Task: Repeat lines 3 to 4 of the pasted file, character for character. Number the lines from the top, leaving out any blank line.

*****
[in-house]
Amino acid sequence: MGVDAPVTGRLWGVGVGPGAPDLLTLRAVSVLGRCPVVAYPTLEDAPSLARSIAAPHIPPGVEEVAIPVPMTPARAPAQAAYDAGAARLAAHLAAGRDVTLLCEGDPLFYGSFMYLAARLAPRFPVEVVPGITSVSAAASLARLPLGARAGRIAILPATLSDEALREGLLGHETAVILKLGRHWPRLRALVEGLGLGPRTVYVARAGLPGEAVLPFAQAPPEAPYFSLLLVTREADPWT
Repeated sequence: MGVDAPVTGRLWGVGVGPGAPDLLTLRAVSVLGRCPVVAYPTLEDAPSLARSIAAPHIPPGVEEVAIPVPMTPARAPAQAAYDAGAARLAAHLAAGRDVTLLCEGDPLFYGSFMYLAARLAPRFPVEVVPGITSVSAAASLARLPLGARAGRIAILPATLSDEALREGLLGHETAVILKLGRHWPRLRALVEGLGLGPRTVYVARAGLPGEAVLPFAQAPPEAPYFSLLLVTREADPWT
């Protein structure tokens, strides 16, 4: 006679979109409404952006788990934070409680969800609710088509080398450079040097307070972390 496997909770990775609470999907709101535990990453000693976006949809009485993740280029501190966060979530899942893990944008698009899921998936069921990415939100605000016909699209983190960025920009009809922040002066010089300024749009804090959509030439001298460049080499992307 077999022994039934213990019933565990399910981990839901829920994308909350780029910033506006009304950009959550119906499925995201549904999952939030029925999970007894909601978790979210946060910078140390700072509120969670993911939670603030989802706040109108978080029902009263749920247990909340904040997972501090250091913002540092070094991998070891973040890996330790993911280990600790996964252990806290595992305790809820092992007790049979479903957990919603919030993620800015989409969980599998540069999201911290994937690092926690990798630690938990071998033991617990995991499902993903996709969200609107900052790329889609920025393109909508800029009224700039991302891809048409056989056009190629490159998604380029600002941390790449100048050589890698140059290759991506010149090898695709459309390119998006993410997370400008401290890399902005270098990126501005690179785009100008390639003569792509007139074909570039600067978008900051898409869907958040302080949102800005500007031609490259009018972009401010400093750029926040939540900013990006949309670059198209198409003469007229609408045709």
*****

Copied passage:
Repeated sequence: MGVDAPVTGRLWGVGVGPGAPDLLTLRAVSVLGRCPVVAYPTLEDAPSLARSIAAPHIPPGVEEVAIPVPMTPARAPAQAAYDAGAARLAAHLAAGRDVTLLCEGDPLFYGSFMYLAARLAPRFPVEVVPGITSVSAAASLARLPLGARAGRIAILPATLSDEALREGLLGHETAVILKLGRHWPRLRALVEGLGLGPRTVYVARAGLPGEAVLPFAQAPPEAPYFSLLLVTREADPWT
């Protein structure tokens, strides 16, 4: 006679979109409404952006788990934070409680969800609710088509080398450079040097307070972390 496997909770990775609470999907709101535990990453000693976006949809009485993740280029501190966060979530899942893990944008698009899921998936069921990415939100605000016909699209983190960025920009009809922040002066010089300024749009804090959509030439001298460049080499992307 077999022994039934213990019933565990399910981990839901829920994308909350780029910033506006009304950009959550119906499925995201549904999952939030029925999970007894909601978790979210946060910078140390700072509120969670993911939670603030989802706040109108978080029902009263749920247990909340904040997972501090250091913002540092070094991998070891973040890996330790993911280990600790996964252990806290595992305790809820092992007790049979479903957990919603919030993620800015989409969980599998540069999201911290994937690092926690990798630690938990071998033991617990995991499902993903996709969200609107900052790329889609920025393109909508800029009224700039991302891809048409056989056009190629490159998604380029600002941390790449100048050589890698140059290759991506010149090898695709459309390119998006993410997370400008401290890399902005270098990126501005690179785009100008390639003569792509007139074909570039600067978008900051898409869907958040302080949102800005500007031609490259009018972009401010400093750029926040939540900013990006949309670059198209198409003469007229609408045709």